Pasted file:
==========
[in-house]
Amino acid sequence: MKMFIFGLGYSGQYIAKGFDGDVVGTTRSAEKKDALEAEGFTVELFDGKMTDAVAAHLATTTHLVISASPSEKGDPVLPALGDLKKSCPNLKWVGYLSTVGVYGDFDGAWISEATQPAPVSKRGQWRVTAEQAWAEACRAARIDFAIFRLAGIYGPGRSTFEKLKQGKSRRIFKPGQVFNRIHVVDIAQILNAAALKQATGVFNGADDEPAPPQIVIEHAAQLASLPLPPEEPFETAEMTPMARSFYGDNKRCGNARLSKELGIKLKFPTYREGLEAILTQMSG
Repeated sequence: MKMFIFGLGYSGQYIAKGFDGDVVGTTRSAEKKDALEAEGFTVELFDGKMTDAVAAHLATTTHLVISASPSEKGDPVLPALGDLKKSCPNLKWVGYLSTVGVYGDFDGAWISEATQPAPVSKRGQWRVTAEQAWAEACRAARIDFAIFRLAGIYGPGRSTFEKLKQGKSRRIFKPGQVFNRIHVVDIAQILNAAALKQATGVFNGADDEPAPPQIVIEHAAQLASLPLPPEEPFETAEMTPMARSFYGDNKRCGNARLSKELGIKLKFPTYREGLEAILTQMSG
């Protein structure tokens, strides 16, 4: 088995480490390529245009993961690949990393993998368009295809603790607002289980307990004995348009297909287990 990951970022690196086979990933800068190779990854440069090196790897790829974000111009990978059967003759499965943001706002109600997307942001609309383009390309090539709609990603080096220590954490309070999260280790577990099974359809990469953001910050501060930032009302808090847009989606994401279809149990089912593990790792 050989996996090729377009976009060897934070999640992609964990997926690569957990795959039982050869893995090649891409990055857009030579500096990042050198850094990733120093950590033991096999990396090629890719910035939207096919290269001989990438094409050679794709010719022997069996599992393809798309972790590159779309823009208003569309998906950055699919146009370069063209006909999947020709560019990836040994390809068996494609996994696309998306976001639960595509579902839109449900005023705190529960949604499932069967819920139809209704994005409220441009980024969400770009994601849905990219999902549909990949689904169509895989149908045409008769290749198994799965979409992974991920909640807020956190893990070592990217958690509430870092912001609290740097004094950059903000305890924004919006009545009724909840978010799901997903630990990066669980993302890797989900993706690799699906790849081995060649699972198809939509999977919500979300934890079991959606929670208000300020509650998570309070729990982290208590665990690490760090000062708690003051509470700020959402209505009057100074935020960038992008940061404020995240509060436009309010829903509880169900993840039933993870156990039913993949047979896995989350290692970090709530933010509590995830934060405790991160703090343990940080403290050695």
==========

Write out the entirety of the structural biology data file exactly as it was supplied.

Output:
[in-house]
Amino acid sequence: MKMFIFGLGYSGQYIAKGFDGDVVGTTRSAEKKDALEAEGFTVELFDGKMTDAVAAHLATTTHLVISASPSEKGDPVLPALGDLKKSCPNLKWVGYLSTVGVYGDFDGAWISEATQPAPVSKRGQWRVTAEQAWAEACRAARIDFAIFRLAGIYGPGRSTFEKLKQGKSRRIFKPGQVFNRIHVVDIAQILNAAALKQATGVFNGADDEPAPPQIVIEHAAQLASLPLPPEEPFETAEMTPMARSFYGDNKRCGNARLSKELGIKLKFPTYREGLEAILTQMSG
Repeated sequence: MKMFIFGLGYSGQYIAKGFDGDVVGTTRSAEKKDALEAEGFTVELFDGKMTDAVAAHLATTTHLVISASPSEKGDPVLPALGDLKKSCPNLKWVGYLSTVGVYGDFDGAWISEATQPAPVSKRGQWRVTAEQAWAEACRAARIDFAIFRLAGIYGPGRSTFEKLKQGKSRRIFKPGQVFNRIHVVDIAQILNAAALKQATGVFNGADDEPAPPQIVIEHAAQLASLPLPPEEPFETAEMTPMARSFYGDNKRCGNARLSKELGIKLKFPTYREGLEAILTQMSG
């Protein structure tokens, strides 16, 4: 088995480490390529245009993961690949990393993998368009295809603790607002289980307990004995348009297909287990 990951970022690196086979990933800068190779990854440069090196790897790829974000111009990978059967003759499965943001706002109600997307942001609309383009390309090539709609990603080096220590954490309070999260280790577990099974359809990469953001910050501060930032009302808090847009989606994401279809149990089912593990790792 050989996996090729377009976009060897934070999640992609964990997926690569957990795959039982050869893995090649891409990055857009030579500096990042050198850094990733120093950590033991096999990396090629890719910035939207096919290269001989990438094409050679794709010719022997069996599992393809798309972790590159779309823009208003569309998906950055699919146009370069063209006909999947020709560019990836040994390809068996494609996994696309998306976001639960595509579902839109449900005023705190529960949604499932069967819920139809209704994005409220441009980024969400770009994601849905990219999902549909990949689904169509895989149908045409008769290749198994799965979409992974991920909640807020956190893990070592990217958690509430870092912001609290740097004094950059903000305890924004919006009545009724909840978010799901997903630990990066669980993302890797989900993706690799699906790849081995060649699972198809939509999977919500979300934890079991959606929670208000300020509650998570309070729990982290208590665990690490760090000062708690003051509470700020959402209505009057100074935020960038992008940061404020995240509060436009309010829903509880169900993840039933993870156990039913993949047979896995989350290692970090709530933010509590995830934060405790991160703090343990940080403290050695």